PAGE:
I live North W.A. where Cattle/Horses,and some Roos etc are the main problem.
No reason at all to have pencil beam with HID as the spread beams go over several hundred metres ahead anyway and seeing the side of the scrub where they dart out is the go for easy night driving.
Found that lighting the scrub they run off into the bush instead of onto the road. You will only need pencil HID if you travel at speeds way above the speed limit at night, only travel on straight roads and like sore eyes from the reflective signs !.
AnswerID: 478089

Follow Up By: 4X4Treker - Saturday, Feb 18, 2012 at 22:21

Saturday, Feb 18, 2012 at 22:21
I have done the same as GimmeeIsolation and converted my IPF's to HID the only difference is that I have kept my pencil beams but my head lights are also HID so I have the long distance as well as the spread from the head lights all up my entire conversion for both my head lights which are still high low and spoties was less that $250 off of ebay, I also do a lot of bush driving at night and since fitting the HIDs the roos do seem to turn away

FollowupID: 753554

Reply By: Member - Paul B (WA) - Sunday, Feb 19, 2012 at 01:42

Sunday, Feb 19, 2012 at 01:42
Wow, thanks for all the responses guys. Sounds very encouraging.

AnswerID: 478101

Follow Up By: Muntoo - Sunday, Feb 19, 2012 at 03:11

Sunday, Feb 19, 2012 at 03:11
If they were the Nitestalker 170s then i think around $350 was RRP.

The 200s were around the $450 mark i think.

Well worth it. They arent the best lights available but are great value for money. The halogen 170s are probably the best value lights available under $300, with HID they become as good as any halogen light.

I had 4x Nitestalker 170s converted to 55w HID on my sportbars, with 2 Hella 4000 70w HID wide cornering beams and 1x Hella 4000 euro beam 70w HID on the bullbar.

It was a pleasure to drive at night. Animals didnt dare walk onto the road for fear of being permanently blinded.

Have gone a different way now, with a 26" 10w LED lightbar and thinking of 3x Hella 4000 70w HID spots.

I do long distances at night, through country littered with big roos, camels, emus, cattle, horses, goats and wicked vans. So i like to see whats around, plus with HID your eyes just never feel strained.
FollowupID: 753563

Reply By: Les - PK Ranger - Sunday, Feb 19, 2012 at 16:43

Sunday, Feb 19, 2012 at 16:43
Long as there aren't too many yellow road signs about !
HID reflections from those can ruin your vision for some time.

Have the LF Genisis 35w, have pencils, with 1 x combo lens.
The combo gives some good side lighting, as well as the distance too, while pencil is way out there.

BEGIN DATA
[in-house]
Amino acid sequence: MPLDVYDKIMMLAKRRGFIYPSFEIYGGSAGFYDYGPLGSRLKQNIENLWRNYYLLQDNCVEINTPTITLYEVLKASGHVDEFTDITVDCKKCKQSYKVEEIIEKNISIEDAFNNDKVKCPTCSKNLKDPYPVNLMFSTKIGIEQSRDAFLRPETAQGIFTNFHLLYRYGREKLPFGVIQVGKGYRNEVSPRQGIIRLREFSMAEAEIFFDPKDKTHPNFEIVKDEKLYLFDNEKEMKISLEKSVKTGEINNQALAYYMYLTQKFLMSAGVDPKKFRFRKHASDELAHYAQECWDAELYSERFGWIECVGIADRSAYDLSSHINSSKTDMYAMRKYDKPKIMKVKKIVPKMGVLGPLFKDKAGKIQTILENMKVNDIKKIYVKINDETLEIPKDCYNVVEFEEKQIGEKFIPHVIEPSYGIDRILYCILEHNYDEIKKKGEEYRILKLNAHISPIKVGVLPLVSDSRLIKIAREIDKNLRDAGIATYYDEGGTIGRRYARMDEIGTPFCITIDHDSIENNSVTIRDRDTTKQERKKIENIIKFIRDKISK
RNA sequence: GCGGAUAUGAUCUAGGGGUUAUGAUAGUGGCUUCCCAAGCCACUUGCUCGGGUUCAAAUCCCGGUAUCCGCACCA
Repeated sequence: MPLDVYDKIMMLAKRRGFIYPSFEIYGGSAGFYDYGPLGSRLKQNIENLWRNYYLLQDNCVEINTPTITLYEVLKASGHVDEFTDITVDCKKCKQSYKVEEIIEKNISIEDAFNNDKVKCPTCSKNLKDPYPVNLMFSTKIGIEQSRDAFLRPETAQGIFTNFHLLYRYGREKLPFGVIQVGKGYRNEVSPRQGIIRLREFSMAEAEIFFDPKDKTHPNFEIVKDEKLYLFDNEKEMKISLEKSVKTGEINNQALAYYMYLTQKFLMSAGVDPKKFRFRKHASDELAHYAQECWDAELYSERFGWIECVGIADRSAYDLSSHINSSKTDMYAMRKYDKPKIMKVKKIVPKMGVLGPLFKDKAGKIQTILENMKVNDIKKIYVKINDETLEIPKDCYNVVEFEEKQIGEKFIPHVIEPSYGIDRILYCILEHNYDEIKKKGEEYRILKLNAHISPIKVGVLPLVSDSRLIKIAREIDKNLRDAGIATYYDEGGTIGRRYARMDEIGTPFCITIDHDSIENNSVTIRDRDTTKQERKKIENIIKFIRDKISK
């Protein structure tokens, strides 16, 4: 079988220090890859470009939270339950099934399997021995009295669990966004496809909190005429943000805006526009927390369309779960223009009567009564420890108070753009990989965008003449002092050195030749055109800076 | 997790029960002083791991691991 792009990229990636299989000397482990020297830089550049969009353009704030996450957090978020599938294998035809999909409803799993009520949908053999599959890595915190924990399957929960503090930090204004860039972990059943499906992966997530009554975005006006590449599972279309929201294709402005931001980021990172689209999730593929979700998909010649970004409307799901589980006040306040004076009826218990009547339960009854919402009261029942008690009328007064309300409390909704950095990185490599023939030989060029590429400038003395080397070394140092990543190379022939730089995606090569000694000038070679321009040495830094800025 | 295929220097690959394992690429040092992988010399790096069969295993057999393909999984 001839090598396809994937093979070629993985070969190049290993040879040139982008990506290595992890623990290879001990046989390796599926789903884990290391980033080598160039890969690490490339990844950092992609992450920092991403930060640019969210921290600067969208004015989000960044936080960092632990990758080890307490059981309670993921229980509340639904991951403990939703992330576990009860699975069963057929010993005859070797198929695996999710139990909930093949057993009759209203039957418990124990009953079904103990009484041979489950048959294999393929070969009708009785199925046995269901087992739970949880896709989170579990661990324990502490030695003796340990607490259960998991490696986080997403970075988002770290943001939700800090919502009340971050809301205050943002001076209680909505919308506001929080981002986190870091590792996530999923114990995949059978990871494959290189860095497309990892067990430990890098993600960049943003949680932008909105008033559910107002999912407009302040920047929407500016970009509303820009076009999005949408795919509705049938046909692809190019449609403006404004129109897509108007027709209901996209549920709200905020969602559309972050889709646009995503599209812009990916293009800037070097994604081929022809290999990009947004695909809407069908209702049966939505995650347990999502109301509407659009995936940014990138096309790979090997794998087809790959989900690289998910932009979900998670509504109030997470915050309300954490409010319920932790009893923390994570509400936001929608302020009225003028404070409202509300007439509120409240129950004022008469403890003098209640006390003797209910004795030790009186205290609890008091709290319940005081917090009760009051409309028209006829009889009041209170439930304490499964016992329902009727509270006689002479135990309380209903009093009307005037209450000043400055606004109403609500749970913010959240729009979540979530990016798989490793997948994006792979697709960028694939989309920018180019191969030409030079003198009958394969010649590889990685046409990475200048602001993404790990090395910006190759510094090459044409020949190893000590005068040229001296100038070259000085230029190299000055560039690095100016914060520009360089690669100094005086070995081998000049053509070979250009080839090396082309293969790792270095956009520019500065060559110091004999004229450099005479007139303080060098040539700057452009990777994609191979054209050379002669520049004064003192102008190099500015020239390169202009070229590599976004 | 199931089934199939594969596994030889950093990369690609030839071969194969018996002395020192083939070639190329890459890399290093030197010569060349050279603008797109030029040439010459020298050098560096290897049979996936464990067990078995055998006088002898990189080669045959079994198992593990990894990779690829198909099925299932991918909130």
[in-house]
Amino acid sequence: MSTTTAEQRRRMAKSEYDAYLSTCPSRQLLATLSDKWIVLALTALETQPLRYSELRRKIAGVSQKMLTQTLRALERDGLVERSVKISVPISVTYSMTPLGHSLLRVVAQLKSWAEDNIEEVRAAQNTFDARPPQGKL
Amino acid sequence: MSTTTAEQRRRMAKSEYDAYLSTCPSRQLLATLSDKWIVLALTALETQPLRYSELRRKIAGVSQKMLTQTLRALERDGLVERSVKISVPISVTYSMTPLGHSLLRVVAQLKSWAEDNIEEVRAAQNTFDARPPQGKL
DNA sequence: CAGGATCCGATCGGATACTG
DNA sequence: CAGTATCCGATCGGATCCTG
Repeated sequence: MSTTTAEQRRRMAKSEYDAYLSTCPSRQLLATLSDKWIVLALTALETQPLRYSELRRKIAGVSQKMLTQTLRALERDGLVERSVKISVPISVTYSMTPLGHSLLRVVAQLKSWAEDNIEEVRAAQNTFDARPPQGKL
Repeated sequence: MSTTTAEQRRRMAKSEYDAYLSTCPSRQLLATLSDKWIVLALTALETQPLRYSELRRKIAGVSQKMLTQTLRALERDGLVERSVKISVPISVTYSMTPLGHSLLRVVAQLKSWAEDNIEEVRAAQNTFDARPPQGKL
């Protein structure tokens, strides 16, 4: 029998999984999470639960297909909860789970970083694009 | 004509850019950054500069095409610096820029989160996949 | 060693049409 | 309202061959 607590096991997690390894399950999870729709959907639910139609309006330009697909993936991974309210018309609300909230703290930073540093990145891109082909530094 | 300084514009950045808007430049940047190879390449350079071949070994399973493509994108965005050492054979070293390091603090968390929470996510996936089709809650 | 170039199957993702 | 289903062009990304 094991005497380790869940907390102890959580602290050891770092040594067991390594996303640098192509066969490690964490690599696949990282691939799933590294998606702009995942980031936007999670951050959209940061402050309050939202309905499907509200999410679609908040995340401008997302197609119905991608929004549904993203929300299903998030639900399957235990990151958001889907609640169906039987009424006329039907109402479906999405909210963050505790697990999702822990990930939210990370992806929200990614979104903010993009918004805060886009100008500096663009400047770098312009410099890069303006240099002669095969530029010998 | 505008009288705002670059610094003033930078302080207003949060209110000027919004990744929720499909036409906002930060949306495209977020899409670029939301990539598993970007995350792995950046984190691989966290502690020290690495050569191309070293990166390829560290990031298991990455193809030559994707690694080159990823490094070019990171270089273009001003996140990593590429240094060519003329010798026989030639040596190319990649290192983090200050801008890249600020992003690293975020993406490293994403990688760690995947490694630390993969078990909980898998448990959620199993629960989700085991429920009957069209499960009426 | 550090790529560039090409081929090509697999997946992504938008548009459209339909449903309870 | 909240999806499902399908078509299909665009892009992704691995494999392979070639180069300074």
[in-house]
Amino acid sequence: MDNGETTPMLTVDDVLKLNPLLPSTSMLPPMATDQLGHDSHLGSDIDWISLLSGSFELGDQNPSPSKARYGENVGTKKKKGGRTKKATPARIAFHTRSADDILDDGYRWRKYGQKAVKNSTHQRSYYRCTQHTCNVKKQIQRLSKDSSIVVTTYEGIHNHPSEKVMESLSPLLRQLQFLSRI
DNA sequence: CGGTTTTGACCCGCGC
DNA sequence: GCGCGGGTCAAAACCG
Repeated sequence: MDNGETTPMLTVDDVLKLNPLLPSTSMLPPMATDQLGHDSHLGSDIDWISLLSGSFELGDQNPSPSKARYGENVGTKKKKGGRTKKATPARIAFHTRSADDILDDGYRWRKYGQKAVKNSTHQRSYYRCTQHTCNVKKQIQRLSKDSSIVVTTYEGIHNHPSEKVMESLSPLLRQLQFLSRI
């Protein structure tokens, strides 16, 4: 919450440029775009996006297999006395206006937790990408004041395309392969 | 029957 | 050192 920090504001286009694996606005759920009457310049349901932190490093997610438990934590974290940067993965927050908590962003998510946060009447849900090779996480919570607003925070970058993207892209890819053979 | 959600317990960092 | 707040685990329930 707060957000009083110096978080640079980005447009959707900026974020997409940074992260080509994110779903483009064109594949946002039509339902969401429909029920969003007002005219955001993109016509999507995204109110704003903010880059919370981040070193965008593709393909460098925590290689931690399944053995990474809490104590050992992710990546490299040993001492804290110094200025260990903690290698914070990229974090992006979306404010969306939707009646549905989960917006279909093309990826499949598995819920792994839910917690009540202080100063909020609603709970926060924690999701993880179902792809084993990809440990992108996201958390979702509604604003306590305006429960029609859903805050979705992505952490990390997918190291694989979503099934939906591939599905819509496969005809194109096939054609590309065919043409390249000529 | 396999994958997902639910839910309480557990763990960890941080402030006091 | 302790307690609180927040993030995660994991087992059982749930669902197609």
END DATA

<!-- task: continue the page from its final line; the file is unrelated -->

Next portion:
Might get a second combo lens cover at the next show, the SA Caravan & Camping Show next weekend.

Thinking if I add any more lightling for close up, they'll be LED light bar type, just recess into the spot provision places in the bar, will only be looking for 2 x 4 or 6 led ones, aimed slightly outwards from centre.
AnswerID: 478146

Reply By: RobAck - Sunday, Feb 19, 2012 at 16:52

Sunday, Feb 19, 2012 at 16:52
You will have plenty of choice in the price range for sure. Check out several of the 4WD magazines who have done reviews over the last year or so. That will help to some degree. We have been using Hella Predators for around ten years now and whilst at the top of the heap you get what you pay for. I have been running a set of Britax XRay vision HID for evaluation and they are pretty good for the price and have performed quite well so far but I am putting a new set of Predators on to do some back to back comparisons

A few traps with HID. Sales people will talk about bigger being better and by that I mean power output. Actually not that relevant with HID it is the performance of the reflector and lens that is the key along with the colour temperature of the light. If you go too cold then they are terrible in fog and dust and really don't perform terribly well at all. As well the mounts have to be really robust with a nice flat base and easy X&Y adjustment. HID are quite difficult to get right as even tightening the mount up after adjustment can add or reduce penetration by several hundred metres.

Spot spread works really well but I have been experimenting with two spreads and the combination works very well.

If you have no experience with HID all I can say is there's no comparison to normal H4 globes regardless of how good they may be.


AnswerID: 478149